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Tuesday, March 22, 2016

Remembering Johanna Popjanevski

My wife and I just learned with a shock that a friend of ours, Johanna Popjanevski, was found dead in her home, apparently from an accident.

Johanna lived in Tbilisi, Georgia, which is where we met her. She was a veteran scholar of strategic regional issues and human rights, the kind of journeyman international intellectual worker that has made for such an incredible flowering of freedom and prosperity across the world since World War II.

She was also an incredibly warm and joyous spirit, with an irresistible dimpled smile. Though we haven't spoken in 10 years--my wife was her close friend, and I never knew her that intimately--I truly love her, and I can only imagine that there are scores of people in multiple countries who love her too.

I want to share one Johanna story, which I keep thinking back to when remembering her.

After she first came to Georgia, she lived with a Georgian family. As with so many of us who come to Georgia and speak English but don't speak Georgian or Russian well (not that I have her excuse of knowing half a dozen other languages instead), communication was easy with young people but harder with older folks.

So she spoke with snippets of several languages, and lots of gestures, with the dad in the family. And as we all know, that's a kind of communication that sort of doesn't allow much nuance, which can combine with a cultural divide in unexpected ways!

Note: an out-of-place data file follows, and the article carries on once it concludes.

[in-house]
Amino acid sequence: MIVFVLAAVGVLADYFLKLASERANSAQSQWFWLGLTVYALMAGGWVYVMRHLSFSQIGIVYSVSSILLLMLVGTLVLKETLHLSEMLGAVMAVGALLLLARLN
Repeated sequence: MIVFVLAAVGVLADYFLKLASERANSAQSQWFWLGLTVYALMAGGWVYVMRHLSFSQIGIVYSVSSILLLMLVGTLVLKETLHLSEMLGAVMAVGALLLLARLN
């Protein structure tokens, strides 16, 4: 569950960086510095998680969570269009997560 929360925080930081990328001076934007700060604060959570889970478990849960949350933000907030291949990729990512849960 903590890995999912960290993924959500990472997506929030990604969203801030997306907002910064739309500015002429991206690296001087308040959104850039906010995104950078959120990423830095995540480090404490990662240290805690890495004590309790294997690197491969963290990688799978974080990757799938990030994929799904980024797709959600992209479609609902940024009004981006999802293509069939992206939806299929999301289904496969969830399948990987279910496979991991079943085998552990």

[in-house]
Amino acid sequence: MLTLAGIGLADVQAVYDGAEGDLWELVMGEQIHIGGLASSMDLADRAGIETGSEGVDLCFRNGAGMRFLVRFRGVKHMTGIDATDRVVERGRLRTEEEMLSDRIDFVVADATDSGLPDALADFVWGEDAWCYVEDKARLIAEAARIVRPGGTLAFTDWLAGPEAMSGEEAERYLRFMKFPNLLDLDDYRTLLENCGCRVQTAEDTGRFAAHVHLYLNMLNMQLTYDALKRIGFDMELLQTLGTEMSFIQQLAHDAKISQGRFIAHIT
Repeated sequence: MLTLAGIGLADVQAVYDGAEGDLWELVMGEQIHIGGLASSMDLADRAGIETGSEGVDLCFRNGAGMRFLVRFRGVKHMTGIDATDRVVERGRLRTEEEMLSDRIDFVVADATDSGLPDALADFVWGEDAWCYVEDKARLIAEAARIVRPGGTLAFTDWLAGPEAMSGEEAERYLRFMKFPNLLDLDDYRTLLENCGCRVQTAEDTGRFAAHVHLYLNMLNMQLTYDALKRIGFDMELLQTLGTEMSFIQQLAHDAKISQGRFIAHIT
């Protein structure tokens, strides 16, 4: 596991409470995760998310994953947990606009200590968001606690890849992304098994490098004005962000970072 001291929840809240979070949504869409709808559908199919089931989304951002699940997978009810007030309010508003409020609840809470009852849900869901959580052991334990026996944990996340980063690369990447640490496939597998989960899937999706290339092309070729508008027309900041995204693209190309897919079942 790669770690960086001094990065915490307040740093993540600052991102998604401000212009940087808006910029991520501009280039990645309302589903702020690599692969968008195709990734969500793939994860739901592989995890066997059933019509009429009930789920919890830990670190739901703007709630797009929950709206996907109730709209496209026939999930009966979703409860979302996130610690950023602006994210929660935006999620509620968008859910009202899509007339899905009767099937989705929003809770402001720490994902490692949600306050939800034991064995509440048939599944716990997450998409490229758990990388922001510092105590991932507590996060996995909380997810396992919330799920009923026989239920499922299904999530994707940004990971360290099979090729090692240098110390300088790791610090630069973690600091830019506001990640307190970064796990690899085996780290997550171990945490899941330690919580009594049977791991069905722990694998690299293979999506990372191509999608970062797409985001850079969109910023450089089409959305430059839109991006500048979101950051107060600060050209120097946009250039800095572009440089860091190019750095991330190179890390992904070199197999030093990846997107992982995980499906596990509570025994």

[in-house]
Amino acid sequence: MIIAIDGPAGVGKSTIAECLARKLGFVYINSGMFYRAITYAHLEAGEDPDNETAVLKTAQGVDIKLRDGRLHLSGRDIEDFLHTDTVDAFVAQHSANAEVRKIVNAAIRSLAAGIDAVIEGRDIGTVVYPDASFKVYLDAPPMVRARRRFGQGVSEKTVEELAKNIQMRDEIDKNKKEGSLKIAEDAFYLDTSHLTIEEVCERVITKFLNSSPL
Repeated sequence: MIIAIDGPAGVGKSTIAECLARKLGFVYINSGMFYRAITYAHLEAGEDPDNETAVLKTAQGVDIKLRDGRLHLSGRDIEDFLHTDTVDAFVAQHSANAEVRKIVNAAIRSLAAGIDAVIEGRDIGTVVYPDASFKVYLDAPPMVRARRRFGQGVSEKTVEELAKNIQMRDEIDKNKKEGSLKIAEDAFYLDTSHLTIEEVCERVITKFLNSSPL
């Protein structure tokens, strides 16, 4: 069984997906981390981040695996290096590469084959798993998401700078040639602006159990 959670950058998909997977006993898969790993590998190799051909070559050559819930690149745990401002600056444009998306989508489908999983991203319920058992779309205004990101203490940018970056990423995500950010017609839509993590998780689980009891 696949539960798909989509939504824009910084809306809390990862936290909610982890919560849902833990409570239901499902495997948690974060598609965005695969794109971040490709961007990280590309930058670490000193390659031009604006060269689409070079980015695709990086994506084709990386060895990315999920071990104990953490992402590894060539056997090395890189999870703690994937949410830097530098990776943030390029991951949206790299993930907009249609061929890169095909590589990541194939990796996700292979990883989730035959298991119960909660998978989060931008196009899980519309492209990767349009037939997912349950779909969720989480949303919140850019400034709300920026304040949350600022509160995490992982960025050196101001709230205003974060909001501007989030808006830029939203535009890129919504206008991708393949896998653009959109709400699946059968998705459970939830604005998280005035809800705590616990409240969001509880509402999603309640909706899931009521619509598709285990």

Anyway, so at some point she goes back to Sweden for a few weeks for some events, and while she's there she gains 5 pounds. When she comes back to Tbilisi, the dad sees her and says, "Johanna! You..." and first sucks his cheeks in with his arms by his side, then puffs his cheeks out, boggles his eyes and holds his hands out as if around a huge belly; not at all to disapprove, but rather appreciating her health and gusto after appearing near-starving to him before.

Johanna told that story with a huge laugh, and a recognition that inside that blunt moment was the same directness that made an intimate friendship with this man (and so many other Georgians!) so natural and immediate.

She loved the world, and she loved Georgia, and the world and Georgia loved her back. Johanna, I wish I'd had more of you in my life, and I hope the world is lucky enough to have more like you.

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Anonymous John Mackedon on Tue Mar 22, 01:09:00 PM:
This is truly devastating news. Although I had not seen Johanna in about a decade, I adored that woman. She was truly a delightful person and the world is a worse place without her.